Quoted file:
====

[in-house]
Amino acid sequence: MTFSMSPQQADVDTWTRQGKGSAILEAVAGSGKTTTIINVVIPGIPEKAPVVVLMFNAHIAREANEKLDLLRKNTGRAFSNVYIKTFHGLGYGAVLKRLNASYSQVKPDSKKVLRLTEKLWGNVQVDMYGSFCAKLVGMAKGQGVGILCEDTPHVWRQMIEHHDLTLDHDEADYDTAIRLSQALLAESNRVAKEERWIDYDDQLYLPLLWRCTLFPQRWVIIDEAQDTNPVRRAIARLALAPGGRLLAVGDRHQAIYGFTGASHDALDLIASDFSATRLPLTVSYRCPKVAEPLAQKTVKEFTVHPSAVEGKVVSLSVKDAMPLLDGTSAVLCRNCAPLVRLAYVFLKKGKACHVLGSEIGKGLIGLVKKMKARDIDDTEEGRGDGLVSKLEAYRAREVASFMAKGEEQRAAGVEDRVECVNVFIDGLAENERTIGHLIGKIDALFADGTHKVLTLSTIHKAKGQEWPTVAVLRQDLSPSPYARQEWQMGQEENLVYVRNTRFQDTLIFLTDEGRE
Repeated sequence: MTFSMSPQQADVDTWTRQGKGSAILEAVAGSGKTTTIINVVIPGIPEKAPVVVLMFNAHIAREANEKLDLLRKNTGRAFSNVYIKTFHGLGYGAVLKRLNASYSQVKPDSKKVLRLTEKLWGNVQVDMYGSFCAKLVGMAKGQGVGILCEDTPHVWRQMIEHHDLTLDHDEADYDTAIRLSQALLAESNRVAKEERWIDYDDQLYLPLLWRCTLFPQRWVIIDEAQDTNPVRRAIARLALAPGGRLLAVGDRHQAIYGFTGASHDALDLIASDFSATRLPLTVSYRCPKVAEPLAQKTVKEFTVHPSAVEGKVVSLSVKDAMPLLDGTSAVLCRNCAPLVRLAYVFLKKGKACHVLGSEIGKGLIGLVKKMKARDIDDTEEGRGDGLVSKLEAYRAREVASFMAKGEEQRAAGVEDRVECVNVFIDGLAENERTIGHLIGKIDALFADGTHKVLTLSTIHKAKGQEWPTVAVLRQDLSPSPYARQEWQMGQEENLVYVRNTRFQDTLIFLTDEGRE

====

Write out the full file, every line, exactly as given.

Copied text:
[in-house]
Amino acid sequence: MTFSMSPQQADVDTWTRQGKGSAILEAVAGSGKTTTIINVVIPGIPEKAPVVVLMFNAHIAREANEKLDLLRKNTGRAFSNVYIKTFHGLGYGAVLKRLNASYSQVKPDSKKVLRLTEKLWGNVQVDMYGSFCAKLVGMAKGQGVGILCEDTPHVWRQMIEHHDLTLDHDEADYDTAIRLSQALLAESNRVAKEERWIDYDDQLYLPLLWRCTLFPQRWVIIDEAQDTNPVRRAIARLALAPGGRLLAVGDRHQAIYGFTGASHDALDLIASDFSATRLPLTVSYRCPKVAEPLAQKTVKEFTVHPSAVEGKVVSLSVKDAMPLLDGTSAVLCRNCAPLVRLAYVFLKKGKACHVLGSEIGKGLIGLVKKMKARDIDDTEEGRGDGLVSKLEAYRAREVASFMAKGEEQRAAGVEDRVECVNVFIDGLAENERTIGHLIGKIDALFADGTHKVLTLSTIHKAKGQEWPTVAVLRQDLSPSPYARQEWQMGQEENLVYVRNTRFQDTLIFLTDEGRE
Repeated sequence: MTFSMSPQQADVDTWTRQGKGSAILEAVAGSGKTTTIINVVIPGIPEKAPVVVLMFNAHIAREANEKLDLLRKNTGRAFSNVYIKTFHGLGYGAVLKRLNASYSQVKPDSKKVLRLTEKLWGNVQVDMYGSFCAKLVGMAKGQGVGILCEDTPHVWRQMIEHHDLTLDHDEADYDTAIRLSQALLAESNRVAKEERWIDYDDQLYLPLLWRCTLFPQRWVIIDEAQDTNPVRRAIARLALAPGGRLLAVGDRHQAIYGFTGASHDALDLIASDFSATRLPLTVSYRCPKVAEPLAQKTVKEFTVHPSAVEGKVVSLSVKDAMPLLDGTSAVLCRNCAPLVRLAYVFLKKGKACHVLGSEIGKGLIGLVKKMKARDIDDTEEGRGDGLVSKLEAYRAREVASFMAKGEEQRAAGVEDRVECVNVFIDGLAENERTIGHLIGKIDALFADGTHKVLTLSTIHKAKGQEWPTVAVLRQDLSPSPYARQEWQMGQEENLVYVRNTRFQDTLIFLTDEGRE